421 F2d 390 Rosa v. Insurance Company of State of Pennsylvania
421 F.2d 390
Manuel G. ROSA, Managing Owner, Circle L Investment Corporation, Antonia Garcia Da Rose, John H. Avila, Manuel Pestana, Victorino Garvia Da Rosa, Manuel De Souza, Jose Da Graca, Jose Enginio Da Graca, Edward J. Correia, Plaintiffs-Appellees,
The INSURANCE COMPANY OF the STATE OF PENNSYLVANIA, a corporation, Defendant-Appellant.
United States Court of Appeals Ninth Circuit.
January 21, 1970.
William James Zumwalt, San Diego, Cal., for defendant-appellant.
Robert O. Curran (argued), of Curran, Golden, McDevitt & Martin, San Diego, Cal., for plaintiffs-appellees.
Before MERRILL and ELY, Circuit Judges, and CROCKER,* District Judge.
MERRILL, Circuit Judge.
This is a suit on two marine insurance policies: one covering the hull and skiff of the fishing vessel, Belle of Portugal; the other covering the cargo.
The Belle of Portugal, sailing out of San Diego, was lost at sea off the coast of South America on December 19, 1966. Cause of the loss was an electrical fire. The crew abandoned ship, took to the power skiff and were picked up by a British freighter, the Port Adelaide. The crew of the Port Adelaide attempted to hoist the skiff aboard but was unsuccessful and the skiff sank and was lost. The deck log of the Belle of Portugal evidenced the extent of the ship's cargo of tuna at the time of sinking. The District Court rendered judgment against the insurer in the sums of $215,000 for the loss of the vessel, $9,000 for loss of the skiff, and $99,140 for loss of cargo, plus interest on the amount due for loss of vessel and skiff dating from the insurer's written denial of liability. The insurance company appeals as to each item of damages.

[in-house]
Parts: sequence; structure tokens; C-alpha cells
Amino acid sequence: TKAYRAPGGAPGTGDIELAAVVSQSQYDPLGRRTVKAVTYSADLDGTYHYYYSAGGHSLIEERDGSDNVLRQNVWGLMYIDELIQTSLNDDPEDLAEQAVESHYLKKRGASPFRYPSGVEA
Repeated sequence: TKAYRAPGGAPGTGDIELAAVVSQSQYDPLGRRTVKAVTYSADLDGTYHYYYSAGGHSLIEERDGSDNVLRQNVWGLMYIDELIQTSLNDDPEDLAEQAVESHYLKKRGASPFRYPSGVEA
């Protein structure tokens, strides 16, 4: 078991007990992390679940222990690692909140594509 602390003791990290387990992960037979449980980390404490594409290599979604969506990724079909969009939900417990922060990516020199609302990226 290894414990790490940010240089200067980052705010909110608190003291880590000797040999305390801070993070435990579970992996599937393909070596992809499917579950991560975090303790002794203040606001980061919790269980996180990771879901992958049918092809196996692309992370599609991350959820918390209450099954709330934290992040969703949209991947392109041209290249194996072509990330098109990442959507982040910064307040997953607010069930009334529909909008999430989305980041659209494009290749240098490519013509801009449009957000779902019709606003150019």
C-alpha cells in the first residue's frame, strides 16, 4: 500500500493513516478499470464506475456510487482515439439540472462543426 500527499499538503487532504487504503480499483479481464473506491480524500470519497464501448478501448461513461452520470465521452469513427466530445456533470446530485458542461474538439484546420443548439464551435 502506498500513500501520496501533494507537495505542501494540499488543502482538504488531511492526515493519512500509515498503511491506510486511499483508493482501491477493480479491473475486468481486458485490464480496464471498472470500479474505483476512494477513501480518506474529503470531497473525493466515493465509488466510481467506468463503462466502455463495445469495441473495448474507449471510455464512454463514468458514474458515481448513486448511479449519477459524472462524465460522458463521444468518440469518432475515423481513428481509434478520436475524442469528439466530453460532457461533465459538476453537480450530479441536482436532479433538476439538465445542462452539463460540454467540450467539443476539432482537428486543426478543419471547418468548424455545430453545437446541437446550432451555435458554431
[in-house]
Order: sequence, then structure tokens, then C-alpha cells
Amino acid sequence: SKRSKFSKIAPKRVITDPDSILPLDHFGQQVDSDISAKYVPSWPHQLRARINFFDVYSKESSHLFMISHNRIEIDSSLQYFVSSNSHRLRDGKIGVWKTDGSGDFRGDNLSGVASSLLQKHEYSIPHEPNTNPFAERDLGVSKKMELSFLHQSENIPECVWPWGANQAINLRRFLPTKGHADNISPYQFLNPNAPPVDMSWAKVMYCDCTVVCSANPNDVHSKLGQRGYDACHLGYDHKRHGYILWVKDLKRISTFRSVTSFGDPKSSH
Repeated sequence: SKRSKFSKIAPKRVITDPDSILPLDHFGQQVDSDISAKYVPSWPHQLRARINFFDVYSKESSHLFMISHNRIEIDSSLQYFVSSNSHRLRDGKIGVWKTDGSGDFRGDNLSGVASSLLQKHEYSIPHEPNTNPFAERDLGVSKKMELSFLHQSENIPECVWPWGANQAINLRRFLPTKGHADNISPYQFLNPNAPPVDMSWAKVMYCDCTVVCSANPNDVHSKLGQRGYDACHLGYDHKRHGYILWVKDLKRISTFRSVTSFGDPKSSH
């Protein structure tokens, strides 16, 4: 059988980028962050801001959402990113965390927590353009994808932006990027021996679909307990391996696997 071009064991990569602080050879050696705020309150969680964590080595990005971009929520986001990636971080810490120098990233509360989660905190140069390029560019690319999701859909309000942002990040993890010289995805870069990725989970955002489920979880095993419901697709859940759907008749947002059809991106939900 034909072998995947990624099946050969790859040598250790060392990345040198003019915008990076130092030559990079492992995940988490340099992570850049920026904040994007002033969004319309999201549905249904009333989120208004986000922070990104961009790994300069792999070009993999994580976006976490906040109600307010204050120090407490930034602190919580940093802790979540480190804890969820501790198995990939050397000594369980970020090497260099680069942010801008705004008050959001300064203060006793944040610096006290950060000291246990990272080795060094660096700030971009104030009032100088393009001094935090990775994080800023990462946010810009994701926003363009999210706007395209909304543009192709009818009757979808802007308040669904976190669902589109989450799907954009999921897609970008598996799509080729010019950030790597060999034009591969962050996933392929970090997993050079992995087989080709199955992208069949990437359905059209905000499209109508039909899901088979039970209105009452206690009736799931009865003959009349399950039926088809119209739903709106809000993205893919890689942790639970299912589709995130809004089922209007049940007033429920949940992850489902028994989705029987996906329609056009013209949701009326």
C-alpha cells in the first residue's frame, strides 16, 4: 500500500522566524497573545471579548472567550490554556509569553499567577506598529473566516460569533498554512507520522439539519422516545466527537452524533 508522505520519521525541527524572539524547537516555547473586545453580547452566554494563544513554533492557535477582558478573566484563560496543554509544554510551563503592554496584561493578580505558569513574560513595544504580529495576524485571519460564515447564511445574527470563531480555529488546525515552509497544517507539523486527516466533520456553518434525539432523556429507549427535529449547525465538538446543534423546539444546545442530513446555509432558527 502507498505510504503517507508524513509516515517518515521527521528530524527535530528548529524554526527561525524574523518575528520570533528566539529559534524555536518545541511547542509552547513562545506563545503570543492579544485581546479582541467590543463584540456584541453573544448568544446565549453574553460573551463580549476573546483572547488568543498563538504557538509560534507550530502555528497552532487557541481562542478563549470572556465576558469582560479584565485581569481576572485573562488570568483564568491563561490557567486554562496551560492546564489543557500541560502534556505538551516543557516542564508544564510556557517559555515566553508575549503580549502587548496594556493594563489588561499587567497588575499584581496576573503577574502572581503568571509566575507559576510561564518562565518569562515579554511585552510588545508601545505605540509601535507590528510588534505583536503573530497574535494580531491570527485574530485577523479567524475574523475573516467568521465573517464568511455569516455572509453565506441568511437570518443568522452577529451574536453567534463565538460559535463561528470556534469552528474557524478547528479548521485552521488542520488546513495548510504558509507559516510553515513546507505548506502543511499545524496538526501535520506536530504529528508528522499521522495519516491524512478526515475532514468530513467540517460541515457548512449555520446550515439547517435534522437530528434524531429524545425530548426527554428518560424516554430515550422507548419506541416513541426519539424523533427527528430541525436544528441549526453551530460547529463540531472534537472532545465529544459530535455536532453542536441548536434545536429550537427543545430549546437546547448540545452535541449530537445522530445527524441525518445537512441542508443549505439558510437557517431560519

1. Loss of the Vessel
The "California Fishing Vessels (1959)" attachment to the policy is standard in form and contains a common perils clause which states in part: "* * touching the adventures and perils which we, the assurers, are contented to bear and take upon us, they are of the sea, men-of-war, fire * * *." The policy also provided: "Warranted to be subject to English law and usage as to liability for and settlement of any and all claims."
Appellant contends that the fire was due to the negligence of a shoreside electrician. It offered proof of this fact; that offer was rejected by the District Court as irrelevant. This is assigned as error. Appellant contends that a fire so caused is not a peril of the sea.
Fire, however, is specified as an insured peril in itself. Under English law the fact that cause of the fire can be traced to negligence of captain, crew or agents of the ship owner will not defeat recovery. As a British court has stated in an analogous situation:
"In this case, however, the loss is occasioned by fire, against which the assured is protected by the terms of the policy; and, in our law at least, there is no authority which says that the underwriters are not liable for a loss, the proximate cause of which is one of the enumerated risks, but the remote cause of which may be traced to the misconduct of the master and mariners * * *" Busk v. Royal Exchange Co., 2 Barnewall & Alderson 73, 80, 106 Eng.Rep. 294 (1818); see 2 Arnould Marine Insurance, § 818 at 774.
We find no error with respect to this portion of the judgment.
2. Loss of the Skiff
Appellant contends that the loss of the skiff was due to the negligence of the Port Adelaide crew; that since such negligence was not insured against in the policy, the insurance company is not liable.
There is no proof of negligence (other than the testimony of the captain of the Belle of Portugal who stated that he was told that the operation of hoisting the skiff was not properly done). Even if there were evidence of negligence, however, the "Inchmaree" clause of the insurance policy covers losses due to the negligence of "mariners."1
We find no error with this portion of the judgment.
3. Loss of Cargo
Cargo was covered by a separate policy to which the law of California applied. That policy provided in part: "Insurance to attach when vessel(s) advise Carl and Carl Insurance, Inc. of the amount of fish on board. Vessel is permitted to report at various times throughout the voyage. No insurance to attach hereunder unless message is received and confirmed in San Diego that the vessel had taken on a load of not less than one-fourth of her carrying capacity."